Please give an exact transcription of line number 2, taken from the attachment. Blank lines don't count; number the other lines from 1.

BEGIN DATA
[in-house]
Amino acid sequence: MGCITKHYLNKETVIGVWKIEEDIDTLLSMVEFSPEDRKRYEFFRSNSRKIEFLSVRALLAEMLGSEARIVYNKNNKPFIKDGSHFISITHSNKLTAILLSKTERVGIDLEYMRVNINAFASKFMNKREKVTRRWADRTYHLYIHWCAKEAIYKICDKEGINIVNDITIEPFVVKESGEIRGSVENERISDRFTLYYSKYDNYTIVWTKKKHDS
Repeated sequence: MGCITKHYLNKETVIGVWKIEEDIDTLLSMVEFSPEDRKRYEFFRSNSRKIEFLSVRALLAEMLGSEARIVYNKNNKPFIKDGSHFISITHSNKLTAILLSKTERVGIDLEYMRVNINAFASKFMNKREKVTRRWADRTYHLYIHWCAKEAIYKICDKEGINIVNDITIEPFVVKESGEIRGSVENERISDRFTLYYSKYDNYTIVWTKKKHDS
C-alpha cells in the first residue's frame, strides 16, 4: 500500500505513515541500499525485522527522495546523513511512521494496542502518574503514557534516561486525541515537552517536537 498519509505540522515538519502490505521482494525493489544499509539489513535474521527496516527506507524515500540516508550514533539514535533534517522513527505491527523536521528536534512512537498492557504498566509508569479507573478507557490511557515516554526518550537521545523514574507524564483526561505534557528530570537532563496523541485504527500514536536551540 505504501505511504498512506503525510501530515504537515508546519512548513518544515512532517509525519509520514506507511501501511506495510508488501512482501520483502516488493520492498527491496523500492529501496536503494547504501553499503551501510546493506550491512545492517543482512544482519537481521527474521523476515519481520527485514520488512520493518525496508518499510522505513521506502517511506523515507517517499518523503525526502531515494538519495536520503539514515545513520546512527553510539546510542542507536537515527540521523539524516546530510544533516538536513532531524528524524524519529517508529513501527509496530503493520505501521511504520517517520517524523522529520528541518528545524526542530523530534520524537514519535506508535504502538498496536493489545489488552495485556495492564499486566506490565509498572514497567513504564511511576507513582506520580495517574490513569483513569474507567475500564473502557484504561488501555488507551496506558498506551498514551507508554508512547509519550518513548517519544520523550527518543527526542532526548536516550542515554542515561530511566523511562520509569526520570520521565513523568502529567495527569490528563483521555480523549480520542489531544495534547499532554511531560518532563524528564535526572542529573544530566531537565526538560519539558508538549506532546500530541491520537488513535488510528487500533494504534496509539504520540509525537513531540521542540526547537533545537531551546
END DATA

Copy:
Amino acid sequence: MGCITKHYLNKETVIGVWKIEEDIDTLLSMVEFSPEDRKRYEFFRSNSRKIEFLSVRALLAEMLGSEARIVYNKNNKPFIKDGSHFISITHSNKLTAILLSKTERVGIDLEYMRVNINAFASKFMNKREKVTRRWADRTYHLYIHWCAKEAIYKICDKEGINIVNDITIEPFVVKESGEIRGSVENERISDRFTLYYSKYDNYTIVWTKKKHDS